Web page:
To deprive prisoners of natural light, adequate exercise or meaningful human contact is unnecessarily punitive and unjustifiable in all circumstances, the organization said. Access to natural light and exercise are basic needs, essential for physical and mental health.

Over 2,000 prisoners are being held in isolation after being “validated” as members or associates of prison gangs.

Prisoners in isolation are confined to cells at least 22 hours and 30 minutes a day in cells measuring roughly 9 feet by 9 feet. In Pelican Bay State Prison, over 1,000 inmates are confined alone in these windowless cells. Exercise is limited to an hour and a half a day, alone in a bare, concrete yard with walls 20 feet high with only a tiny patch of sky visible through a partially meshed plastic roof.

Prisoners in isolation are not allowed to work, go to religious services or participate in rehabilitation programs or group activities on any kind. They are prevented from direct contact with the outside world; consultations with medical staff take place behind barriers and visits from family or lawyers take place behind a glass screen. Prisoners have no regular telephone contact with relatives.

One relative said: “The hardest thing to bear is the lack of human contact. In the SHU {Security Housing Unit}, you can't touch people, you lack sunlight, even noise. It is total sensory deprivation.”

Even though isolation is intended for extreme cases only, many prisoners who end up in such units have mental illness or behavioral problems and have sometimes been confined for repeated, relatively minor rule infractions and disruptive behavior.

The severe negative psychological consequences of isolation are reflected in data from various jurisdictions showing that suicides occur more frequently in isolation units than in the general prison population. In California, over a five-year period from 2006 to 2010, the number of prison suicides averaged 34 a year, with 42 percent occurring in administrative segregation or isolation units.

Devastating physical problems include vitamin D deficiency because prisoners are deprived of exercise and sunlight for so many years. Prisoners’ eyesight deteriorates and they develop photophobia and vision loss. In addition, prisoners develop balance problems, chronic asthma, severe insomnia and memory loss, all of which are permanent afflictions that will follow them for the rest of their lives.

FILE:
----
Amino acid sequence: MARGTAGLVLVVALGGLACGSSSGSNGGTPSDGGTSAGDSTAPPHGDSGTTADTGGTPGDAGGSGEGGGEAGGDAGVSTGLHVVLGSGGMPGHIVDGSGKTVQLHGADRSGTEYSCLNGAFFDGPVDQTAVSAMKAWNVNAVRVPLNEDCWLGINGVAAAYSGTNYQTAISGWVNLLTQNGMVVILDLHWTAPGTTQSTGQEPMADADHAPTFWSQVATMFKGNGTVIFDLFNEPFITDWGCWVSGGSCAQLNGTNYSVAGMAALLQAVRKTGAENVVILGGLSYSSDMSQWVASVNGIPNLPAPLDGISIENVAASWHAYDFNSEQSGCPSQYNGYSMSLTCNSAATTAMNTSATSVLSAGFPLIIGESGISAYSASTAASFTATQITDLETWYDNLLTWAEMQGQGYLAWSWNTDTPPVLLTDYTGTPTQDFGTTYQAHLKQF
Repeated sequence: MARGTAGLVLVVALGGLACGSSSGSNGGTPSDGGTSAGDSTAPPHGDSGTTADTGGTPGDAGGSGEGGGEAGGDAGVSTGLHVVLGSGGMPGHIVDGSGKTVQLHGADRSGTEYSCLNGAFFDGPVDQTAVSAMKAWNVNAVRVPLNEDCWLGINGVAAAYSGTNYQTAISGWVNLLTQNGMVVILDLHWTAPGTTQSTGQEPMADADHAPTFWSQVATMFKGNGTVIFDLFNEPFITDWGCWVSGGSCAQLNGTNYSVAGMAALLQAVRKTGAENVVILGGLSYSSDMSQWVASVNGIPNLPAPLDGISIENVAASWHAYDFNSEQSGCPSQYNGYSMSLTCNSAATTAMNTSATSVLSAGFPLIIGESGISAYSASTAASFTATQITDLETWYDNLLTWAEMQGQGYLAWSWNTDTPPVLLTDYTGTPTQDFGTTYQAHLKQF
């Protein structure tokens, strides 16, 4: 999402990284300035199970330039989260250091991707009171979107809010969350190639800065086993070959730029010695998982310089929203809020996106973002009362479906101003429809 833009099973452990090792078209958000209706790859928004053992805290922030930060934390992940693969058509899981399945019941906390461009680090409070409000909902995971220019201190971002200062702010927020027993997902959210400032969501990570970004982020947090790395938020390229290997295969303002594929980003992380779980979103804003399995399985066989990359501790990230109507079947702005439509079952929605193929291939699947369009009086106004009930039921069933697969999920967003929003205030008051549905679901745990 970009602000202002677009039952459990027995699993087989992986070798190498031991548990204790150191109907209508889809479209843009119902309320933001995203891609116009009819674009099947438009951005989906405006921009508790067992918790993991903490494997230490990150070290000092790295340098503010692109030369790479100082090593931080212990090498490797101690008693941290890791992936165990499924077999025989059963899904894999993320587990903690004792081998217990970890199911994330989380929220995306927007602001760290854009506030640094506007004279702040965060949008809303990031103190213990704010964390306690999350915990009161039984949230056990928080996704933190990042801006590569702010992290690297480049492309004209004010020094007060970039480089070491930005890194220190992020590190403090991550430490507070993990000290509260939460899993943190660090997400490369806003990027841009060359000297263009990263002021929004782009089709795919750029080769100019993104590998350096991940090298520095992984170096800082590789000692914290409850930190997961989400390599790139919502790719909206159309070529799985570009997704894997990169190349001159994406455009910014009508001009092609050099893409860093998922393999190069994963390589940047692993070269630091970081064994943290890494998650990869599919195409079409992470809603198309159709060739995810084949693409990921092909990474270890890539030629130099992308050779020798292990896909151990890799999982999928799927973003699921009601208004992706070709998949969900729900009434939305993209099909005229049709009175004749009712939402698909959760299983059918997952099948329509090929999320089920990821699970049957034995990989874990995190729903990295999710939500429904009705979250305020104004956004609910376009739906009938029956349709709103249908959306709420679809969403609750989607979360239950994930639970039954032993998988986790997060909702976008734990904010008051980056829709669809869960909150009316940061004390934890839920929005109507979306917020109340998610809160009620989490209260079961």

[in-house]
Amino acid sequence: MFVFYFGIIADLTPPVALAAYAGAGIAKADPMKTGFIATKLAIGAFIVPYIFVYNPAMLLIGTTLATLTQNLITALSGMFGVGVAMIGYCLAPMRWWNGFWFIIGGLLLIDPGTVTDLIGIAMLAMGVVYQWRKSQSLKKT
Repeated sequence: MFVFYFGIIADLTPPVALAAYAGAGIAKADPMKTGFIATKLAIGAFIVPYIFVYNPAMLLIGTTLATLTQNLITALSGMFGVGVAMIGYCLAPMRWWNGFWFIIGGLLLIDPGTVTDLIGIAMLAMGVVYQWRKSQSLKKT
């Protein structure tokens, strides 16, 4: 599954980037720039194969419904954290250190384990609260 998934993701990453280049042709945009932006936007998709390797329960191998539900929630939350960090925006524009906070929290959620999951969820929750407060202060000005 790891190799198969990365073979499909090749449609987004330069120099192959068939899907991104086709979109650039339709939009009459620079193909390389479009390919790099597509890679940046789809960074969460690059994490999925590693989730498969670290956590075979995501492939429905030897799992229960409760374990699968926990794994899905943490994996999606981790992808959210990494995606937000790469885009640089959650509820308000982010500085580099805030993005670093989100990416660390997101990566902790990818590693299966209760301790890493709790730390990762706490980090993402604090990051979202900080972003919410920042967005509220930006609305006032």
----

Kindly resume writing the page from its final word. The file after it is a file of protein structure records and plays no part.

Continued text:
Studies have found that negative effects from prolonged isolation can continue long after release, and that the lack of pre-release or transitional programming for inmates who may have spent years or even decades in isolation makes successful reintegration into society much harder.

Recent reform proposals do not go far enough to address Amnesty International’s many serious concerns with California’s long-term isolation units. Even if these reforms are made, the state would still fall short of international law and standards for humane treatment of prisoners and the prohibition against torture and other ill-treatment.

Amnesty International urges authorities in California to:

  • Limit the use of isolation units so that solitary confinement is imposed only as a last resort in the case of prisoners whose behavior constitutes a severe and ongoing threat to the safety of others.
  • Improve conditions for all prisoners held in isolation units, including better exercise provision and an opportunity for more human contact for prisoners, even at the most restrictive custody levels.
  • Allow prisoners in isolation units to make regular phone calls to their families.
  • Reduce the length of the Step Down Program to allow prisoners to emerge from isolation, and provide meaningful access to programs where prisoners have an opportunity for some group contact and interaction with others at an earlier stage.
  • Immediately remove from isolation of prisoners who have already spent years in Security Housing Units.

Note to Editors

Media materials available under embargo include:

  • Report: “The Edge of Endurance: Conditions in California’s Security Housing Units”
  • Fact sheet
  • Photos of isolation units in California
  • Contact information for relatives of prisoners, former inmates

Amnesty International is a Nobel Peace Prize-winning grassroots activist organization with more than 3 million supporters, activists and volunteers in more than 150 countries campaigning for human rights worldwide. The organization investigates and exposes abuses, educates and mobilizes the public, and works to protect people wherever justice, freedom, truth and dignity are denied.